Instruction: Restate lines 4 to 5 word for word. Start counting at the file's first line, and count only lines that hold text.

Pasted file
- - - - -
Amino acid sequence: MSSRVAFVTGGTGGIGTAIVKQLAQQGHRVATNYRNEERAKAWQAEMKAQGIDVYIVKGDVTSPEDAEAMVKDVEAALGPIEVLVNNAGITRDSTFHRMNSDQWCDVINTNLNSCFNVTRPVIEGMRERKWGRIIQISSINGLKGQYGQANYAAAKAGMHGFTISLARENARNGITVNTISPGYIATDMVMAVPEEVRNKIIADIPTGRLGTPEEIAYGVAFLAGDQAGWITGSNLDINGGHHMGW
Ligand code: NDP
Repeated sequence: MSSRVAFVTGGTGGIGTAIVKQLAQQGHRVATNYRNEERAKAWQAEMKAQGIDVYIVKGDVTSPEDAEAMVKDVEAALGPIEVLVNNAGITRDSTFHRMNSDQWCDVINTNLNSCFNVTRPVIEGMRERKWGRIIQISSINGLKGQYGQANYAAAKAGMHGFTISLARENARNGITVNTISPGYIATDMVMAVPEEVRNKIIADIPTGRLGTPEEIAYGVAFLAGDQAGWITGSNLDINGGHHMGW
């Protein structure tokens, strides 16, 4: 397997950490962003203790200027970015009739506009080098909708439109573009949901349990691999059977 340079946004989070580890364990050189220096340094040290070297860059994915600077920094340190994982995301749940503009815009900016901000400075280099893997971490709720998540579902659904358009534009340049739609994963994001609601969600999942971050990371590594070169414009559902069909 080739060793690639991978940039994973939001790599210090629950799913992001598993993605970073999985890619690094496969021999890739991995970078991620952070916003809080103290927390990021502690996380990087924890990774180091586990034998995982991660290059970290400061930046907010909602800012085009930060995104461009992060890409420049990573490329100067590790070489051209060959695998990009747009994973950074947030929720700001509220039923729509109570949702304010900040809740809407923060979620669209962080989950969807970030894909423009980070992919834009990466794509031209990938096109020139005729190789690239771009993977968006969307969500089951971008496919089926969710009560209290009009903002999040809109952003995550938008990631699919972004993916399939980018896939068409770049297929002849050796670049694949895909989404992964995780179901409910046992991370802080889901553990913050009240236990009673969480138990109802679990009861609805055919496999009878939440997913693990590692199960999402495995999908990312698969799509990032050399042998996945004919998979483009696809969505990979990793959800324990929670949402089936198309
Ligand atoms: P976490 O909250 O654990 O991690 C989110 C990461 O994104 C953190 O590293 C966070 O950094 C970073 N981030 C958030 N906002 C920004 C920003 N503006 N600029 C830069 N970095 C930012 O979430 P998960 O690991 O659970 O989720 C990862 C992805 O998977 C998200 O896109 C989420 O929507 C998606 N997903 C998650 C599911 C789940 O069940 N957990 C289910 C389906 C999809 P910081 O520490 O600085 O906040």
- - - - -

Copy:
């Protein structure tokens, strides 16, 4: 397997950490962003203790200027970015009739506009080098909708439109573009949901349990691999059977 340079946004989070580890364990050189220096340094040290070297860059994915600077920094340190994982995301749940503009815009900016901000400075280099893997971490709720998540579902659904358009534009340049739609994963994001609601969600999942971050990371590594070169414009559902069909 080739060793690639991978940039994973939001790599210090629950799913992001598993993605970073999985890619690094496969021999890739991995970078991620952070916003809080103290927390990021502690996380990087924890990774180091586990034998995982991660290059970290400061930046907010909602800012085009930060995104461009992060890409420049990573490329100067590790070489051209060959695998990009747009994973950074947030929720700001509220039923729509109570949702304010900040809740809407923060979620669209962080989950969807970030894909423009980070992919834009990466794509031209990938096109020139005729190789690239771009993977968006969307969500089951971008496919089926969710009560209290009009903002999040809109952003995550938008990631699919972004993916399939980018896939068409770049297929002849050796670049694949895909989404992964995780179901409910046992991370802080889901553990913050009240236990009673969480138990109802679990009861609805055919496999009878939440997913693990590692199960999402495995999908990312698969799509990032050399042998996945004919998979483009696809969505990979990793959800324990929670949402089936198309
Ligand atoms: P976490 O909250 O654990 O991690 C989110 C990461 O994104 C953190 O590293 C966070 O950094 C970073 N981030 C958030 N906002 C920004 C920003 N503006 N600029 C830069 N970095 C930012 O979430 P998960 O690991 O659970 O989720 C990862 C992805 O998977 C998200 O896109 C989420 O929507 C998606 N997903 C998650 C599911 C789940 O069940 N957990 C289910 C389906 C999809 P910081 O520490 O600085 O906040």